4. HB’s On the Gulf

851 Gulf Shore Blvd. N., Naples; 239-435-4347, naplesbeachhotel.com 

Everyone equates The Naples Beach Hotel with lively summer concerts, but what people may not know is the Old Florida charmer has bands on constant rotation at its waterfront pavilion—and the food, at both the upscale HB’s On the Gulf and the much more casual Sunset Beach Bar & Grill, never disappoints. (Although I may start a lobster roll protest since Sunset removed my all-time favorite sandwich in Southwest Florida from the menu.) While some may prefer the climate-controlled and noise-cancelling carpeted inside of HB’s for a more traditional feel, the covered seaside patio protects you enough from the elements to be able to savor the ridiculously flavorful mussels—big chunks of pancetta, slivers of onion and herbs cooked into a simmering broth begging to be sopped up by several slices of bread—without distractions other than a glass of wine and the faint trace of Buffett in the background.

5. The Mad Hatter

6467 Sanibel Captiva Road, Sanibel; 239-472-0033, madhatterrestaurant.com

The Mad Hatter serves up dishes like this rack of lamb just steps from the Gulf.

You may say, “How mad can Neopolitans like me be to drive 58 miles from downtown Naples for a meal on the beach?” But this is one rabbit hole worth the plunge for a whimsical fine-dining experience. The tiny, one-room beach cottage is adorably adorned with murals starring Alice, the White Rabbit and, of course, the tea-partying Mad Hatter. Thankfully, here Alice (and you) can sit all evening to appreciate the epicurean wonders.

Starting with an amuse-bouche of, perhaps, dainty crab claws with microgreens in a delicately truffled vinaigrette, there is no shortage of playful modern American cuisine. I’d drive back again and again just for another taste of the panko-dusted scallops capped with a caramelized shallot beurre blanc. Because there sadly are no outdoor seats, if you arrive early, buy a glass of wine and walk the short path to the shore for the ultimate sunset toast. Do yourself and other guests a favor, too: If the front parking lot is full, pay $3 and pull into the Blind Pass beach lot a block down. There are extra spaces behind the bungalow, but wouldn’t you rather see one less BMW blocking the sea oats?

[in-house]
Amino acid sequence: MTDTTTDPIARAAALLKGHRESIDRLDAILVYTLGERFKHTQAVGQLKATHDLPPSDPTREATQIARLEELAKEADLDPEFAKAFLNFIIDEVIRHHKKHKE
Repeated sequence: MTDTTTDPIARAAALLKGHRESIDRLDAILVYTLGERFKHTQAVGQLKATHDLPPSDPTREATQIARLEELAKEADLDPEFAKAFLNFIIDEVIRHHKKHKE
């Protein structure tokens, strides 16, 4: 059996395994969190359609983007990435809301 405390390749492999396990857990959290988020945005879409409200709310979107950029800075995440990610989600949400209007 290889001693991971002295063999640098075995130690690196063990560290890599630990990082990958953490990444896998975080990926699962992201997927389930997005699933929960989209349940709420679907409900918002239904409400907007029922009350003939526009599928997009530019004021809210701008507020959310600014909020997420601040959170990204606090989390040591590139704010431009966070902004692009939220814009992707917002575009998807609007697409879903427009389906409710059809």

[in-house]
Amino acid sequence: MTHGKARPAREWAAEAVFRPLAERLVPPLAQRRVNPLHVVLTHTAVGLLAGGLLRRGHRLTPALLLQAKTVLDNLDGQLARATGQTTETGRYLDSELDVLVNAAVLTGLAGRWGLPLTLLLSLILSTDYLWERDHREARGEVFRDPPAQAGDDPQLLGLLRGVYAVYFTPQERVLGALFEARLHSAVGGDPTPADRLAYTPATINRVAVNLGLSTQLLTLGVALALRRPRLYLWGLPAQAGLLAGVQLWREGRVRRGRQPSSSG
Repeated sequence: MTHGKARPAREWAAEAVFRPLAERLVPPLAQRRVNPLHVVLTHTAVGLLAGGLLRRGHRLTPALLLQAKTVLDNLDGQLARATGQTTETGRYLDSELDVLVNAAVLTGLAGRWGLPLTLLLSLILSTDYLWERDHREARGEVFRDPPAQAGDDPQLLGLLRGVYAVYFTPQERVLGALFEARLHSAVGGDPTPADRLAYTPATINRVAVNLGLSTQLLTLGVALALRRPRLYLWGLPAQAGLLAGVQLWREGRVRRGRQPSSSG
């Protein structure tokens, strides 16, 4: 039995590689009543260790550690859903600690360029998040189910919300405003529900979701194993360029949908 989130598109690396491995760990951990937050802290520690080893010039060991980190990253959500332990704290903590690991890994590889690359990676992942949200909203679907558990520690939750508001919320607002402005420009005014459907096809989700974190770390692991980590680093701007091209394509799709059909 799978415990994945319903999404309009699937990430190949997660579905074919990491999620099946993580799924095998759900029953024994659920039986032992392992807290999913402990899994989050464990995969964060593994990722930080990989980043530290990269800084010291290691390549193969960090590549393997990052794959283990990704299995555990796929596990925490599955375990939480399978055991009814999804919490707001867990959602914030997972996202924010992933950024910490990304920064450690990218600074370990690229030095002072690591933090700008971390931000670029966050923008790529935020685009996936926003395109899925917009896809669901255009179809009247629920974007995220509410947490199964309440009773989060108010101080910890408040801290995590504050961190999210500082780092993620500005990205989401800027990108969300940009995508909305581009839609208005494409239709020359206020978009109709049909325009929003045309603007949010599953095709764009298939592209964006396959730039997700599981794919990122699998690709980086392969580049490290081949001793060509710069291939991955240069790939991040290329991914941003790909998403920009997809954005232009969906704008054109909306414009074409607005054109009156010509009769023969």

6. Tarpon Point Marina / The Nauti Mermaid Dockside Bar & Grill, Marker 92 Waterfront Bar & Bistro, Melograno Italian Gourmet Bakery & Bistro, Pinchers Crab Shack

6179 Black Marlin Lane, Cape Coral; 239-549-4900, tarponpoint.com

I don’t know if I’ve ever glimpsed quite as spectacular a sunset as the night I happened on the Nauti Mermaid’s hexagonal promontory bar and patio at the Westin Cape Coral. (To boot, as an avid supporter of mom-and-pop anything, I was this close to not giving the hotel’s eateries a fair shot.) But with the marina to the right, a half-mile of placid water in front of a horizon of lush mangroves and the light bouncing off the clouds, it was an Arsenault painting brought to life.

Go for sunset drinks and stay for dinner at Marker 92, the resort’s more upscale restaurant that touts dishes like macadamia-crusted grouper with papaya slaw and coconut risotto. Or, if you’d rather not be reminded you’re at a hotel (unavoidable from the large print on the menu and coasters), walk a few steps down to the new Melograno, an Italian bistro—or opt for the casual, dependable Pinchers Crab Shack.

7. Camellia Street Grill 

208 Camellia St. W., Everglades City; 239-695-2003

For eight years, this stilted wooden structure in airboat country has been serving its unique breed of hyper-local food—visitors can often see workers in the gnome-inhabited garden picking herbs and veggies that end up on their plates. But if gator tracking isn’t on your agenda, chances are this is the best-tasting food you’ve never heard of. I admit: I balked seeing a $24.99 grouper dinner at a cash-only, counter-service, weathered hut in the middle of nowhere, but one bite of the heavenly fresh fish and I knew it was a far cry from the fried sandwich sprinkled with supermarket cheese I had the day before (shame on you, unnamed Bonita Springs eatery!). Served with fluffy, lightly seasoned rice and mixed vegetables cleverly infused with bacon, that dinner has been on my mind for the past month. So too has the herbaceous salad with a finely diced relish laced with rice wine vinegar—and a creamy Key lime milkshake (I hadn’t lived until downing that pie in a glass).